Preemergence applications

Broadcast spray application rates for atrazine before crops emerge depend on the amount of plant residue covering your field at planting and on the erodibility of your soil as defined by NRCS.

Highly erodible soils

Soils not classified as highly erodible

Postemergence applications

When appropriate, make postemergence applications of herbicides in narrow bands directly over the rows rather than cover the entire space between rows. In addition, consider delaying a herbicide application if heavy rains are forecast for the next few days. Research has shown that heavy rains shortly after application can cause significant loss of the herbicide in runoff. Follow these application guidelines:

Alternatives to atrazine

Table 1
Weed response to burndown herbicides

Weed Atrazine
2 pounds a.i.+ crop oil
Roundup
1 quart per acre + ammonium sulfate
Gramoxone
1.5 pints per acre + nonionic surfactant
Banvel
1 pint + 2,4-D 2 pints per acre
Annual bluegrass 10 10 9 0
Downey brome/cheat 7 9 8 0
Carolina foxtail/little barley 10 9 9 0
Small flowered bittercress and sibara 8 8 9 9
Smallflower buttercup 10 9 9 0
Chickweed 10 10 10  
Dandelion 4 5 4 8
Cutleaf eveningprimrose 7 6 8  
Rough (daisy) fleabane 7 5 5  
Carolina geranium   8 9  
Henbit   9 9  
Horseweed (marestail) 9 9 6 8
Mousetail 9 10 9 10
Wild mustard 10 9 8 9
Field pennycress 8 9 8 9
Prickly lettuce 9 8 7 9
Virginia pepperweed 8 10 8 9
Shepherd's-purse 10 10 10 9
Purslane speedwell 10 9 5 9
Crabgrass 7 9 8 0
Giant foxtail 7 8 7 0
Common lambsquarters 10 9 8 9
Common ragweed 9 9 8 10
Giant ragweed 9 8 7 9
Annual smartweed 10 8 7 8
Grain sorghum Yes Yes Yes Yes
Cost per acre ($) 7.50 11.00 7.28 13.44
Weed control: 8 to 10 = Good, 6 to 7 = Fair (partial control or suppression), Less than 6 = Poor
This table presents burndown information only. It does not reflect residual weed control

Table 2
Cover crop and sod response to burndown herbicides

Weed Atrazine
2 pounds a.i.+ crop oil
Roundup
1 quart per acre + ammonium sulfate
Gramoxone
1.5 pints per acre + nonionic surfactant
Banvel
1 pint + 2,4-D 2 pints per acre
Annual rye 6 9 7 0
Winter wheat 6 9 6 0
Alfalfa 4 4 4 8
Crimson clover 3 3 9 8
Red clover 5 6 4 9
Hairy vetch 7 6 8 9
Fescue 2 6 5 0
Orchardgrass 4 6 3 0
Timothy 2 8 5 0
Grain sorghum Yes Yes Yes No
Cost per acre ($) 7.50 5.50 per pint 7.28 13.44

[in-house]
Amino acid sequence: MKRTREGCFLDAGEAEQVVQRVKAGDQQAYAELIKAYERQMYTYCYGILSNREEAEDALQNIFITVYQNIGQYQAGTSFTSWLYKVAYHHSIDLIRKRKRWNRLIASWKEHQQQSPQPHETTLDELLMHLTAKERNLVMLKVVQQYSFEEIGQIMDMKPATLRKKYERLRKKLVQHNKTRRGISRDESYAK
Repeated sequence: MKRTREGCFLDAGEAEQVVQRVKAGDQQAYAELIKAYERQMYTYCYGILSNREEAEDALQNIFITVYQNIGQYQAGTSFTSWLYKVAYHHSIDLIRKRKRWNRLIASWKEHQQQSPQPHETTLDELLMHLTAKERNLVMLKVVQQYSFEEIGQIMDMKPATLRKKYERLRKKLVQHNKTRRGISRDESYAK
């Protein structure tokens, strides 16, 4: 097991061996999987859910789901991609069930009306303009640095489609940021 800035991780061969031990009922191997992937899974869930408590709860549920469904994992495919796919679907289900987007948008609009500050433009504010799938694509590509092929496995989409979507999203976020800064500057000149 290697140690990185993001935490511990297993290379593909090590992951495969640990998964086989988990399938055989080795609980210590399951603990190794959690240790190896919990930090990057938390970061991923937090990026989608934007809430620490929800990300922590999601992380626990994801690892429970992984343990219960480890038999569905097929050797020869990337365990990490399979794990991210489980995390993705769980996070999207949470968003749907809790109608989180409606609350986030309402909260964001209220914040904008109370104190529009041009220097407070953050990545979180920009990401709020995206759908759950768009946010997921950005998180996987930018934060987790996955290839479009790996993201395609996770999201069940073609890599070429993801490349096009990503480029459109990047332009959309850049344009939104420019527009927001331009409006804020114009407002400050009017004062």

Weed control: 8 to 10 = Good, 6 to 7 = Fair (partial control or suppression), Less than 6 = Poor
A fall application of Banvel, Gramoxone or Roundup followed by a sequential herbicide application in the spring will provide better established sod control than single herbicide applications.
1The recommended application rate for Roundup in the spring is 2 to 3 pints per acre for cover crops, and 2 to 3 quarts per acre for established sods.

Table 3
Broadleaf weed response to preemergence herbicides

Weed Atrazine 2 pounds a.i. per acre Broadstrike Plus 0.2 to 0.3 pound per acre
Eastern black nightshade 9 8
Cocklebur 9 7
Jimsonweed 10 8
Common lambsquarters 9 9
Entire and ivyleaf morningglory 9 5
Pitted morningglory 10  
Redroot and smooth pigweed 10 9
Prickly sida 9 7
Common ragweed 9 8
Giant ragweed (horseweed) 8 6
Annual smartweed spp. 9 8
Sunflower 7 9
Velvetleaf 8 8
Common and tall waterhemp 10  
Grain sorghum Yes No
Cost per acre ($) 6.50 17.45
Weed control: 8 to 10 = Good, 6 to 7 = Fair (partial control or suppression), Less than 6 = Poor

Table 4
Broadleaf response to postemergence herbicides (table is split into two parts)

Weed Atrazine 2 pounds a.i. per acre + crop oil Banvel 1 pint per acre Beacon 0.76 ounce per acre + nonionic surfactant Basagran 2 pints per acre+ crop oil Buctril 1.5 pints per acre Resolve1
5.3 ounces per acre + nonionic surfactant + 28 percentN
Eastern black nightshade 9 9 7 2 9 8
Cocklebur 9 9 6 9 9 9
Jimsonweed 10 9 8 9 10 8
Common lambsquarters 10 9 5 6 9 8
Entire and ivyleaf morningglory 9 9   5 8 8
Pitted morningglory 9 10   7 8  
Redroot and smooth pigweed 10 9 8 4 7 9
Prickly sida 9 8   8 4 7
Common ragweed 9 10 8 8 9 9
Giant ragweed 8 9 8 8 7 8
Annual smartweed 9 9 8 9 9 9
Sunflower 9 9 8 8 8 9
Velvetleaf 9 8 6 8 8 8
Waterhemp 10 8 8 3 6 8
Grain sorghum Yes Yes No Yes Yes No
Cost per acre ($) 7.50 10.20 19.56 16.26 10.41 16.50
Weed control: 8 to 10 = good, 6 to 7 = fair (partial control or suppression), Less than 6 = poor
1Resolve is for use only on IT/IR [imidazolinone-tolerant and -resistant] corn.

There are several chemical alternatives to atrazine or other triazines. Tables 1 to 4 list the current alternative treatments and their approximate cost per acre. The tables show specific alternatives to atrazine; these are not intended as alternatives to a total weed control program.